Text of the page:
English and Literature
Submitted By jakemaano
Immanuel Kant (German pronunciation: [ɪˈmaːnu̯eːl ˈkant]; 22 April 1724 – 12 February 1804) was a German philosopher from Königsberg in Prussia(today Kaliningrad, Russia) who researched, lectured and wrote on philosophy and anthropology during the Enlightenment at the end of the 18th century.
Kant's major work, the Critique of Pure Reason (Kritik der reinen Vernunft, 1781), aimed to unite reason with experience to move beyond what he took to be failures of traditional philosophy and metaphysics. He hoped to end an age of speculation where objects outside experience were used to support what he saw as futile theories, while opposing the skepticism of thinkers such as Berkeley and Hume.
"It always remains a scandal of philosophy and universal human reason that the existence of things outside us ... should have to be assumed merely on faith, and that if it occurs to anyone to doubt it, we should be unable to answer him with a satisfactory proof."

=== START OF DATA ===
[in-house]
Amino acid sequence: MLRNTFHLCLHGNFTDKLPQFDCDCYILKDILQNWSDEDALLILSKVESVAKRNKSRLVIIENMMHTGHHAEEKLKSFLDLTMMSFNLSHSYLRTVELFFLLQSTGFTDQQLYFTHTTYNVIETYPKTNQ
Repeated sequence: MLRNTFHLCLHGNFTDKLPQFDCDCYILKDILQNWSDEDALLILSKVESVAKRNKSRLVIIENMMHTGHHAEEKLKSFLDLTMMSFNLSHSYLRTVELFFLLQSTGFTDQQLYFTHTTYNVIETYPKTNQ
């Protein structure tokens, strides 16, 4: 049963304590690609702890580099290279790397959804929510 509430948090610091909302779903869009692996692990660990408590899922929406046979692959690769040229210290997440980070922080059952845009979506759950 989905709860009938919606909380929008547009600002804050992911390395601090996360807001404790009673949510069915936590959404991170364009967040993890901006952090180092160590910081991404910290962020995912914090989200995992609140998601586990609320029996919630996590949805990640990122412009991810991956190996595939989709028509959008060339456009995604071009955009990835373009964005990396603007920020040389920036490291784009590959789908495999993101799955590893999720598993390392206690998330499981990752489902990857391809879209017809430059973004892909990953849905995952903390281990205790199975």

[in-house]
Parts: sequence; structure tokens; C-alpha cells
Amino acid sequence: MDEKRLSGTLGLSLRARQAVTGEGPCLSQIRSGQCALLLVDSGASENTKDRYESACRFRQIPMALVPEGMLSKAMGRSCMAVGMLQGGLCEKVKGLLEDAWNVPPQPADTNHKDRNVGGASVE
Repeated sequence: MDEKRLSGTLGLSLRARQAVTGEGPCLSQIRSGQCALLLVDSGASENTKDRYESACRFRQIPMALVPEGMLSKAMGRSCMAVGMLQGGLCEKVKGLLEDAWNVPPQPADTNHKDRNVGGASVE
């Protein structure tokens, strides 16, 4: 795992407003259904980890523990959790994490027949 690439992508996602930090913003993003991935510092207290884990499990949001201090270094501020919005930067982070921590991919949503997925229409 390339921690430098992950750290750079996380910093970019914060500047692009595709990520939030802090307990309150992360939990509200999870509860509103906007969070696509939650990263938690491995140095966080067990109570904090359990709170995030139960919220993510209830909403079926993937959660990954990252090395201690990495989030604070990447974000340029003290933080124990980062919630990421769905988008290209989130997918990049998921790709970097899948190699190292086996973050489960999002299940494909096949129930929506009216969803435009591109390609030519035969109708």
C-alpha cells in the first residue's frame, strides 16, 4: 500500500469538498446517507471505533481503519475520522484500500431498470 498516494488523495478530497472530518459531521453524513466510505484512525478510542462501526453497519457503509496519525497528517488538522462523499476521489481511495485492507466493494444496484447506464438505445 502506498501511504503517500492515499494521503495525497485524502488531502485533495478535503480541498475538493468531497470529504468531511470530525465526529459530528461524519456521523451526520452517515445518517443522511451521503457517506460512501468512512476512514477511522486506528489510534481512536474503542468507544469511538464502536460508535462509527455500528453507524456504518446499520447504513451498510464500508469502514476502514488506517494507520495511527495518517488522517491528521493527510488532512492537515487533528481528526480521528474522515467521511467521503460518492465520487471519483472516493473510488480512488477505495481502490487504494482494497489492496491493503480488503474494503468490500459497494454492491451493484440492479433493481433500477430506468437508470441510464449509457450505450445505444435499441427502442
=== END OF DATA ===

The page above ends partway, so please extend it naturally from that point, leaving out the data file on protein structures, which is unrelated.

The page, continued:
Kant proposed a "Copernican Revolution-in-reverse", saying that:
"Up to now it has been assumed that all our cognition must conform to the objects; but ... let us once try whether we do not get farther with the problems of metaphysics by assuming that the objects must conform to our cognition."
Kant published other important works on ethics, religion, law, aesthetics, astronomy, and history. These included the Critique of Practical Reason(Kritik der praktischen Vernunft, 1788) and the Metaphysics of Morals (Die Metaphysik der Sitten, 1797), which dealt with ethics. And the Critique of Judgment (Kritik der Urteilskraft, 1790), which looks at aesthetics and teleology. He aimed to resolve disputes between empirical and rationalistapproaches. The former asserted that all knowledge comes through experience; the latter maintained that...